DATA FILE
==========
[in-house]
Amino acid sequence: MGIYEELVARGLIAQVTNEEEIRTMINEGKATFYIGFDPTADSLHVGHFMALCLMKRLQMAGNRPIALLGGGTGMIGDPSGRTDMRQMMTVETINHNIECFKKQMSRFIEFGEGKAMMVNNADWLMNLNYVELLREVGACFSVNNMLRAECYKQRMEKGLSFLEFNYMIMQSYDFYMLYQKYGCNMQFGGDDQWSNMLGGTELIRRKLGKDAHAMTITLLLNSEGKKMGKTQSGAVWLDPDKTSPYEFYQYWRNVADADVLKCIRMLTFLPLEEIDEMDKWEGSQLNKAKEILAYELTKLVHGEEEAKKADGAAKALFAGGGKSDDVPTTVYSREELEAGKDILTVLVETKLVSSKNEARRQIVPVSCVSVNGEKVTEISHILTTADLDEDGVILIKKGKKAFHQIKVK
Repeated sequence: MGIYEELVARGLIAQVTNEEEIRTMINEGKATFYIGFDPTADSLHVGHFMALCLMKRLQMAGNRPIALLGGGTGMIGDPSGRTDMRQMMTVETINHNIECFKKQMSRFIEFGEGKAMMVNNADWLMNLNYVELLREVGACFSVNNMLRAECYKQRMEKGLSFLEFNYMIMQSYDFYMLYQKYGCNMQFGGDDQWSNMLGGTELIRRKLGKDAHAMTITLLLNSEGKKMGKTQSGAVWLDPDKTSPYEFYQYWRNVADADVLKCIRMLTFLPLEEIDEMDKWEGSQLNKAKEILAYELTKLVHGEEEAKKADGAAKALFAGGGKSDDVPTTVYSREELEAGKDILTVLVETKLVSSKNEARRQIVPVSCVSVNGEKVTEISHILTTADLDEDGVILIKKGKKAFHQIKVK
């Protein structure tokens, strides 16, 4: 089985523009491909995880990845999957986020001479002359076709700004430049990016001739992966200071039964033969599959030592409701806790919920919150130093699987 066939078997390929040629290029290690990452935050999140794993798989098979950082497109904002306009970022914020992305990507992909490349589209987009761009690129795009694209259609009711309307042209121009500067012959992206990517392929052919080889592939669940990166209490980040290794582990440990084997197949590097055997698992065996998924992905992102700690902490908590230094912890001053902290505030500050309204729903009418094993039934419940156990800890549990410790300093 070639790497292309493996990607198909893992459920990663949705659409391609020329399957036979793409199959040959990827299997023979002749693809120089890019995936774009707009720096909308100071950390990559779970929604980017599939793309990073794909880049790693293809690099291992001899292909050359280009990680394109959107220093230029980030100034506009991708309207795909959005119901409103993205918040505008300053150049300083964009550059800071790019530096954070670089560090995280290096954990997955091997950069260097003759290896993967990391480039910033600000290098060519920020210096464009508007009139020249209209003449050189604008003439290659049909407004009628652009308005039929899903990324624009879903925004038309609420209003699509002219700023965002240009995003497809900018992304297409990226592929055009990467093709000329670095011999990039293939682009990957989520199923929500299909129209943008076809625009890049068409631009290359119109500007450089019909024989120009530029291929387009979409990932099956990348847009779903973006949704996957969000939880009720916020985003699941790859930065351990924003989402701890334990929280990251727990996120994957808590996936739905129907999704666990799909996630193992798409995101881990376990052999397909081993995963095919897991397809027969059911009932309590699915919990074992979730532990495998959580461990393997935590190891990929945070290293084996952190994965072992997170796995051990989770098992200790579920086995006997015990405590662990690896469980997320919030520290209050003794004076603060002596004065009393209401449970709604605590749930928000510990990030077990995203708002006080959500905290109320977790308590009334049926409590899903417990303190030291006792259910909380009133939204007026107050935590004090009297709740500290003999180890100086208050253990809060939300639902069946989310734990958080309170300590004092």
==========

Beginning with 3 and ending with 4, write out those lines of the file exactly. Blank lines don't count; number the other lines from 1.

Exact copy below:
Repeated sequence: MGIYEELVARGLIAQVTNEEEIRTMINEGKATFYIGFDPTADSLHVGHFMALCLMKRLQMAGNRPIALLGGGTGMIGDPSGRTDMRQMMTVETINHNIECFKKQMSRFIEFGEGKAMMVNNADWLMNLNYVELLREVGACFSVNNMLRAECYKQRMEKGLSFLEFNYMIMQSYDFYMLYQKYGCNMQFGGDDQWSNMLGGTELIRRKLGKDAHAMTITLLLNSEGKKMGKTQSGAVWLDPDKTSPYEFYQYWRNVADADVLKCIRMLTFLPLEEIDEMDKWEGSQLNKAKEILAYELTKLVHGEEEAKKADGAAKALFAGGGKSDDVPTTVYSREELEAGKDILTVLVETKLVSSKNEARRQIVPVSCVSVNGEKVTEISHILTTADLDEDGVILIKKGKKAFHQIKVK
């Protein structure tokens, strides 16, 4: 089985523009491909995880990845999957986020001479002359076709700004430049990016001739992966200071039964033969599959030592409701806790919920919150130093699987 066939078997390929040629290029290690990452935050999140794993798989098979950082497109904002306009970022914020992305990507992909490349589209987009761009690129795009694209259609009711309307042209121009500067012959992206990517392929052919080889592939669940990166209490980040290794582990440990084997197949590097055997698992065996998924992905992102700690902490908590230094912890001053902290505030500050309204729903009418094993039934419940156990800890549990410790300093 070639790497292309493996990607198909893992459920990663949705659409391609020329399957036979793409199959040959990827299997023979002749693809120089890019995936774009707009720096909308100071950390990559779970929604980017599939793309990073794909880049790693293809690099291992001899292909050359280009990680394109959107220093230029980030100034506009991708309207795909959005119901409103993205918040505008300053150049300083964009550059800071790019530096954070670089560090995280290096954990997955091997950069260097003759290896993967990391480039910033600000290098060519920020210096464009508007009139020249209209003449050189604008003439290659049909407004009628652009308005039929899903990324624009879903925004038309609420209003699509002219700023965002240009995003497809900018992304297409990226592929055009990467093709000329670095011999990039293939682009990957989520199923929500299909129209943008076809625009890049068409631009290359119109500007450089019909024989120009530029291929387009979409990932099956990348847009779903973006949704996957969000939880009720916020985003699941790859930065351990924003989402701890334990929280990251727990996120994957808590996936739905129907999704666990799909996630193992798409995101881990376990052999397909081993995963095919897991397809027969059911009932309590699915919990074992979730532990495998959580461990393997935590190891990929945070290293084996952190994965072992997170796995051990989770098992200790579920086995006997015990405590662990690896469980997320919030520290209050003794004076603060002596004065009393209401449970709604605590749930928000510990990030077990995203708002006080959500905290109320977790308590009334049926409590899903417990303190030291006792259910909380009133939204007026107050935590004090009297709740500290003999180890100086208050253990809060939300639902069946989310734990958080309170300590004092």